Duel in the Pacific

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It’s the fight of the century (or at least the year)! The winner decides where we have winter storms or drought. And we all have a ringside seat!


Meet the duelers—on the left, La Niña and on the right the Positive PDO (blue=cool, red=hot). Sources: NASA and NOAA

On this side is the mighty La Niña. She may be named the “Little Girl”, but this Tropical Pacific weather pattern cools one tenth of the globe. On the other side is the mighty Positive PDO (Pacific Decadal Oscillation), the Northern Pacific weather (north of Mexico) pattern that can bake or flood the USA.


The Chicken and the Egg ‒ El Niño/La Niña and the PDO Source: Wikimedia

Think of the tropical El Niño/La Niña as the chicken and the PDO as the egg. The warm water from the tropical El Niño flows up along the west coast of the Americas into the North Pacific. This creates the positive/warm PDO. Last year’s very hot El Niño created this year’s positive/warm PDO. Now the tropics have flipped to a cool La Niña condition but there has not been enough time for the colder water to go north and make a negative/cool PDO. It’s warm in the north and cold in the tropics and they are fighting each other.


El Niños help create Positive PDO’s in the North Pacific. (Left) La Niñas help create Negative PDO’s. (Right) Source: NOAA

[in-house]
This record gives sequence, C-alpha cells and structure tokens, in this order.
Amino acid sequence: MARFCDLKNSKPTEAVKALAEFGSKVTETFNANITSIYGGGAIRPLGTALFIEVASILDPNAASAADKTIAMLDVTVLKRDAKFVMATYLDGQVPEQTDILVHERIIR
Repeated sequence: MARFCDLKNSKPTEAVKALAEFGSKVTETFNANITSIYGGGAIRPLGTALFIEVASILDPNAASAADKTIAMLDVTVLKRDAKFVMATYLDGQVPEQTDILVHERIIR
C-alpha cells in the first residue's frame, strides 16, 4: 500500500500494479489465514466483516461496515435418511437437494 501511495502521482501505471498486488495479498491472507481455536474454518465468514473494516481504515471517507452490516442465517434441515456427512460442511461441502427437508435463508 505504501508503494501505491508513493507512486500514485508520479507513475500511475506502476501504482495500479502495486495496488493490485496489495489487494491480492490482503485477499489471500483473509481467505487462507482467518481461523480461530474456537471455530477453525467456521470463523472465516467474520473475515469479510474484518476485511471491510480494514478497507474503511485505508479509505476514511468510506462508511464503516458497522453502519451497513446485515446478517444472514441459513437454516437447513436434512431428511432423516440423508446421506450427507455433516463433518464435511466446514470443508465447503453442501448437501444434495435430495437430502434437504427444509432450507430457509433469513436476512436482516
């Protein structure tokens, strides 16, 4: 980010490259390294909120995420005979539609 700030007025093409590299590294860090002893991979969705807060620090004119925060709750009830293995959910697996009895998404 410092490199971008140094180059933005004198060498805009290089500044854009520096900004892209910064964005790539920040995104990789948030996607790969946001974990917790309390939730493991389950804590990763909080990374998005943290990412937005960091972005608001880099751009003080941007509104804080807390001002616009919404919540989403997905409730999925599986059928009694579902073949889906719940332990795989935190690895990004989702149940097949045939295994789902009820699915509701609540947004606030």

Positive/warm PDO’s put warm water off the California coast, which warm the air above it and create weather patterns that blocks some of the winter rainfall in parts of the northwestern United States. Negative/cool PDO’s chill the waters off the West Coast and that leads to a greater chance of dry weather in the Southwest. This year’s positive PDO is worrisome for Californians hoping for rainfall.

Meanwhile La Niña typically creates its own weather patterns—almost the exact opposite pattern as the one the positive/warm PDO normally creates.

Two huge weather Pacific weather patternswhich one will shape our winter?

It will be a duel worth watching and will shape how wet and stormy Texas or the Midwest will be. With the Pacific Ocean off our West Coast we will have a ringside seat. Stay tuned!

About The Author

James J. Garriss

With an academic background in international business, James is a writer, editor and researcher for Browning Media LLC, helping to present accurate climatological projections. Read More from James J. Garriss

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